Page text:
Don’t be discouraged if you’re having trouble with your current work in progress. Anyone who’s ever written anything “seriously” has had exactly the same struggle.
“What is the best way to go from here?”
“Is this character believable enough?”
“Is this scene really necessary to the plot?”
“What about that flipping Oxford comma?”
Getting caught up in dilemmas like these can make you feel uncertain about yourself. After being stuck for a period of time, you may start doubting your abilities, and maybe even your story as a whole.
Well, I’ll let you in on a little secret.
The trouble you’re having isn’t because you’re not clever enough or talented enough. No! The trouble with writing comes with caring. You spend hours or weeks agonizing over the validity of one plot point, not because you’re too dense to recognize whether it’s good, but because you deeply want your story to be told successfully. As writers, we shape our stories as carefully as we might shape our children as they grow; molding them into the best versions of themselves they can become. If we wrote whatever popped into our heads without thinking twice about it, our books would be rambling and pointless; they’d have no value to anybody–not even to us.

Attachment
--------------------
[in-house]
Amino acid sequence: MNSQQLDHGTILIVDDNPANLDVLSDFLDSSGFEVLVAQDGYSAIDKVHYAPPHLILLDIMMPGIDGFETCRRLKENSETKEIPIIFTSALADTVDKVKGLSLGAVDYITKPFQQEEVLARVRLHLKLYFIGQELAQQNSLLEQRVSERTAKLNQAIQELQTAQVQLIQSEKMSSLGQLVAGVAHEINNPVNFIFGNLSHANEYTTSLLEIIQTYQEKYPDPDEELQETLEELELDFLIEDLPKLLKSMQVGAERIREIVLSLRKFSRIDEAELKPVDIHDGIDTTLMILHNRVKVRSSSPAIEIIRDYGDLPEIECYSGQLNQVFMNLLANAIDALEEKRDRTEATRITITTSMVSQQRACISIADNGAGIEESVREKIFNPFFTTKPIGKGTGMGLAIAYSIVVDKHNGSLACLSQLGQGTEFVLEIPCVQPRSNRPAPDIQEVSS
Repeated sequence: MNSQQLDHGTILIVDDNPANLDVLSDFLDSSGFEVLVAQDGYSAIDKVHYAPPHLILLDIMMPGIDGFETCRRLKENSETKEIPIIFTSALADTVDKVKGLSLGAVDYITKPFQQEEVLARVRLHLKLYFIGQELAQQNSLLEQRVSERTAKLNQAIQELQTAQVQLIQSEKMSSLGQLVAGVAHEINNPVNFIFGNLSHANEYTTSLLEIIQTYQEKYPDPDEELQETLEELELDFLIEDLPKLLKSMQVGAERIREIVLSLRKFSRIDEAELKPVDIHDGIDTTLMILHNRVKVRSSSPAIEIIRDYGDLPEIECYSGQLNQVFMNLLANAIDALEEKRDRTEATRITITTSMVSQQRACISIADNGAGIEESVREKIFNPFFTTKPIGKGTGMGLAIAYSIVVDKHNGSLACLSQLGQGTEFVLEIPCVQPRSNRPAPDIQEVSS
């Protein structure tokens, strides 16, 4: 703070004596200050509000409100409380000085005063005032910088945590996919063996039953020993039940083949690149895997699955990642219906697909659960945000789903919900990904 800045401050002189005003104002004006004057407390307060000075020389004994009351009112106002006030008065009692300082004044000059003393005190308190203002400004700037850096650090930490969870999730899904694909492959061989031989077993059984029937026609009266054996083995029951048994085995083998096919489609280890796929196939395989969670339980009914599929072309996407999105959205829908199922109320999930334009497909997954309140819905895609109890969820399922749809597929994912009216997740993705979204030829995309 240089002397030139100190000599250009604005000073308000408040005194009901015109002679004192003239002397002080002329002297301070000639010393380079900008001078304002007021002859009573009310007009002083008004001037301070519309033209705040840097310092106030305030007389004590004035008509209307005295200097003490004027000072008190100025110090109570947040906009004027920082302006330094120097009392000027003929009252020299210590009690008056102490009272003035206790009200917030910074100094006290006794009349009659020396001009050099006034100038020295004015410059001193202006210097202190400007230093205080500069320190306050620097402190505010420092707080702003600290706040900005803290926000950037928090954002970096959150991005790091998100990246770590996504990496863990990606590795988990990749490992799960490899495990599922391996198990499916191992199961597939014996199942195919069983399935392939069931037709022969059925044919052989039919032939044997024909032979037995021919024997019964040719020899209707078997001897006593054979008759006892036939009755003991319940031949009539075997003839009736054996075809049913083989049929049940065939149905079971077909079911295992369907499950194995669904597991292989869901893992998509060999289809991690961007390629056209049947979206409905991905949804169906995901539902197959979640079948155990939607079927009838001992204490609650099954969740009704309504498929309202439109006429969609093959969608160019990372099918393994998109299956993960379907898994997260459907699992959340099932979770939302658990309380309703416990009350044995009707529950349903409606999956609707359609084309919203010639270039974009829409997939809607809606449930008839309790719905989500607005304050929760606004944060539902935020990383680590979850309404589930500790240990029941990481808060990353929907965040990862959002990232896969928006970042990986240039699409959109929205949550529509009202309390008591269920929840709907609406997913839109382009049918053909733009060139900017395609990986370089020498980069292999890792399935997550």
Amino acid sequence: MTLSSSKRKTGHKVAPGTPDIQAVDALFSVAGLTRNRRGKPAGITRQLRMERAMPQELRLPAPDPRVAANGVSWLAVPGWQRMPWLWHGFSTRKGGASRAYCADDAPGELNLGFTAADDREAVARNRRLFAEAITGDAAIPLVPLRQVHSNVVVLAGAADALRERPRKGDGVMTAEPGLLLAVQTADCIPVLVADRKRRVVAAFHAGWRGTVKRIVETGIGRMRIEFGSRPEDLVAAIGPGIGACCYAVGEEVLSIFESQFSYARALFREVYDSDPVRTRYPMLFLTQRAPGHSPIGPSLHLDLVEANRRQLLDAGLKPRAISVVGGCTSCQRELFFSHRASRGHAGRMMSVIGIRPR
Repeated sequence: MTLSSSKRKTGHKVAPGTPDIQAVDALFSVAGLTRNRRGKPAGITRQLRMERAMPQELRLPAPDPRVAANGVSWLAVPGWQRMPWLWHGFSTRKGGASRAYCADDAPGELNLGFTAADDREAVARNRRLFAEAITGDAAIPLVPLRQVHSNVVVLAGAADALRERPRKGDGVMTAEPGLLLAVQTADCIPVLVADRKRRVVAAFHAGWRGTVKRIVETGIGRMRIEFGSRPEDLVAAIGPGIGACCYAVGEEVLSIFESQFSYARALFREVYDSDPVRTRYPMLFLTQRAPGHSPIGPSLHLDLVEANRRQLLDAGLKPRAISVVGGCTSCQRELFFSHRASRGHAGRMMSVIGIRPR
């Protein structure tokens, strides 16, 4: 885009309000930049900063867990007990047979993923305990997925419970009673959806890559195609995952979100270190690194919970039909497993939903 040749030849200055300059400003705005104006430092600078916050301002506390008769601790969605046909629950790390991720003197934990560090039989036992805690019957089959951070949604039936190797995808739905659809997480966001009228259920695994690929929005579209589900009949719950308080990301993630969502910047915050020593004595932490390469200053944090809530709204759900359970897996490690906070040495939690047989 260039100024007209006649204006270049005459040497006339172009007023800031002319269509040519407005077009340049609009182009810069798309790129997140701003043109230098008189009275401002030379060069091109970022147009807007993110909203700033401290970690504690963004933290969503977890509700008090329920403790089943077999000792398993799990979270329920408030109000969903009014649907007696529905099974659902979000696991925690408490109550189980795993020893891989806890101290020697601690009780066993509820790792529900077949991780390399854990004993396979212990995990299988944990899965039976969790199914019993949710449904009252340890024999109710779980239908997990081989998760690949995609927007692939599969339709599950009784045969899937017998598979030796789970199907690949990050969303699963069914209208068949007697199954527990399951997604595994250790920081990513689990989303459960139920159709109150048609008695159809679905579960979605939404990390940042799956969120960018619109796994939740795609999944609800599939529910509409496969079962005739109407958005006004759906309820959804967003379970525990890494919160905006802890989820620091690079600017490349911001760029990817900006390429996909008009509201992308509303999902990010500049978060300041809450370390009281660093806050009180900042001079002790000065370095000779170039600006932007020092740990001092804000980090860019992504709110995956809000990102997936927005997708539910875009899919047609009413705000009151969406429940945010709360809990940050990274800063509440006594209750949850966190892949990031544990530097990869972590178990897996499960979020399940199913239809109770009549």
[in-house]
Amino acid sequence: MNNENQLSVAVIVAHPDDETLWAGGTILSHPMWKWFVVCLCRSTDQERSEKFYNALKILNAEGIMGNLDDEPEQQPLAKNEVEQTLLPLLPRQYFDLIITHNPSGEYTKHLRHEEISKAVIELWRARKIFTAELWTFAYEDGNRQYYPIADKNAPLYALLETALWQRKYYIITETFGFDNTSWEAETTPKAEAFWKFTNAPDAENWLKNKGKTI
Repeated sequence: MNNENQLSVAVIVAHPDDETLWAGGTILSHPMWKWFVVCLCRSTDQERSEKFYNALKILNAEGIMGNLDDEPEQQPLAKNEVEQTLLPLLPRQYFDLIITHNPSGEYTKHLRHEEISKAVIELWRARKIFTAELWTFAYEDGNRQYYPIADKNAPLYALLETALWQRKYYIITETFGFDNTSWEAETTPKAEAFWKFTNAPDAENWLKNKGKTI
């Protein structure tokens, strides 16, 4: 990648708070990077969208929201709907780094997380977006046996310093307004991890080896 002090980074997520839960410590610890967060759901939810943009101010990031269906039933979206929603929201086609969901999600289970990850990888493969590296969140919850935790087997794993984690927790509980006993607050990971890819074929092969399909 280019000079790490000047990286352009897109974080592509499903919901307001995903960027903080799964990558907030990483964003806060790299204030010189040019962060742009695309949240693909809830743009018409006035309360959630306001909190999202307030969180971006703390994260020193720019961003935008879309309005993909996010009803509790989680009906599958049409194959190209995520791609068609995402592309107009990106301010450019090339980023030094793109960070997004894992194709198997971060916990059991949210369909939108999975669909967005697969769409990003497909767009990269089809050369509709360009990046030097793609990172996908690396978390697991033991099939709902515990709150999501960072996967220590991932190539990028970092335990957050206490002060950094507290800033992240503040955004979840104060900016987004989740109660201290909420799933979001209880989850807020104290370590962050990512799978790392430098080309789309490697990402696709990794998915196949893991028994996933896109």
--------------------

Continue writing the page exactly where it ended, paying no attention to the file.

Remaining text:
I’ve never met a writer who said, “This novel is just something I did for fun. It doesn’t really matter that much to me.” A writer’s feelings towards his/her work usually run more along these lines:
“It’s really close to my heart.”
“This novel means so much to me.”
“It comes from a very emotional place.”
“Writing this book has helped me heal.”
Funny. It doesn’t sound all that fun–but it does sound worth it.
So if you’re having trouble with writing today, good! Work through it, get past it, and move on to the next troublesome bit. When you reach the last page and write those final, beautiful words, “the end,” you will honestly be able to say, “This is something to be proud of. I was met with an abundance of difficulty, but I persevered. I thought hard and made hard choices. Now I can say with absolute certainty that this book is the best it can possibly be.”
“… Until I start editing, of course.”
Today’s Prompt: Set a timer for 20 minutes and then write a story about something that genuinely means nothing to you. Stop when alarm sounds. How does it read? Was it easy or difficult to write?